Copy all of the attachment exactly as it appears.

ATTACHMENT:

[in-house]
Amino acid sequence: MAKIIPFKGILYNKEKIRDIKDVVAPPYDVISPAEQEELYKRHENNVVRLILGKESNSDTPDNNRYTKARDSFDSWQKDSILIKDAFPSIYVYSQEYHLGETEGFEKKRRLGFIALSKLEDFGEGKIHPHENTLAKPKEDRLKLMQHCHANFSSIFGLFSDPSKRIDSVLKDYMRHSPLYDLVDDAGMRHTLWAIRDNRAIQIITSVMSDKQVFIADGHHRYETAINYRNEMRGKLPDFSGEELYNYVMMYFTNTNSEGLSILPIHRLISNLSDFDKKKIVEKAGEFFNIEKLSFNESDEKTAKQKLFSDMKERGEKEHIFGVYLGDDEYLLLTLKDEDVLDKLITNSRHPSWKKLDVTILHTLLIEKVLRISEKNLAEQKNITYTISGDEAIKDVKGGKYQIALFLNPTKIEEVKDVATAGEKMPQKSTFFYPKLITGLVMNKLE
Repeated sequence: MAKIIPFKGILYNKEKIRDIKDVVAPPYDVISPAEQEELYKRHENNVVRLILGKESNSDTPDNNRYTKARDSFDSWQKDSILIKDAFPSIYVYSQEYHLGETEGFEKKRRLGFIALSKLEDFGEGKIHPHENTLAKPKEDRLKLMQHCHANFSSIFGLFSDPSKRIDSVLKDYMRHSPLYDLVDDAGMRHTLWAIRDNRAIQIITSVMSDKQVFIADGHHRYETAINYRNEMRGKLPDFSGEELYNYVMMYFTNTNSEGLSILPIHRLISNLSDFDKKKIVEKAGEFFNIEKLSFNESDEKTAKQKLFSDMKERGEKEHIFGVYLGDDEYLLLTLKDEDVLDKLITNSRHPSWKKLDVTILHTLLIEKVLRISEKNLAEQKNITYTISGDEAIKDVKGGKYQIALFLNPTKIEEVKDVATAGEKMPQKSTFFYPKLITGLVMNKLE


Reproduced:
[in-house]
Amino acid sequence: MAKIIPFKGILYNKEKIRDIKDVVAPPYDVISPAEQEELYKRHENNVVRLILGKESNSDTPDNNRYTKARDSFDSWQKDSILIKDAFPSIYVYSQEYHLGETEGFEKKRRLGFIALSKLEDFGEGKIHPHENTLAKPKEDRLKLMQHCHANFSSIFGLFSDPSKRIDSVLKDYMRHSPLYDLVDDAGMRHTLWAIRDNRAIQIITSVMSDKQVFIADGHHRYETAINYRNEMRGKLPDFSGEELYNYVMMYFTNTNSEGLSILPIHRLISNLSDFDKKKIVEKAGEFFNIEKLSFNESDEKTAKQKLFSDMKERGEKEHIFGVYLGDDEYLLLTLKDEDVLDKLITNSRHPSWKKLDVTILHTLLIEKVLRISEKNLAEQKNITYTISGDEAIKDVKGGKYQIALFLNPTKIEEVKDVATAGEKMPQKSTFFYPKLITGLVMNKLE
Repeated sequence: MAKIIPFKGILYNKEKIRDIKDVVAPPYDVISPAEQEELYKRHENNVVRLILGKESNSDTPDNNRYTKARDSFDSWQKDSILIKDAFPSIYVYSQEYHLGETEGFEKKRRLGFIALSKLEDFGEGKIHPHENTLAKPKEDRLKLMQHCHANFSSIFGLFSDPSKRIDSVLKDYMRHSPLYDLVDDAGMRHTLWAIRDNRAIQIITSVMSDKQVFIADGHHRYETAINYRNEMRGKLPDFSGEELYNYVMMYFTNTNSEGLSILPIHRLISNLSDFDKKKIVEKAGEFFNIEKLSFNESDEKTAKQKLFSDMKERGEKEHIFGVYLGDDEYLLLTLKDEDVLDKLITNSRHPSWKKLDVTILHTLLIEKVLRISEKNLAEQKNITYTISGDEAIKDVKGGKYQIALFLNPTKIEEVKDVATAGEKMPQKSTFFYPKLITGLVMNKLE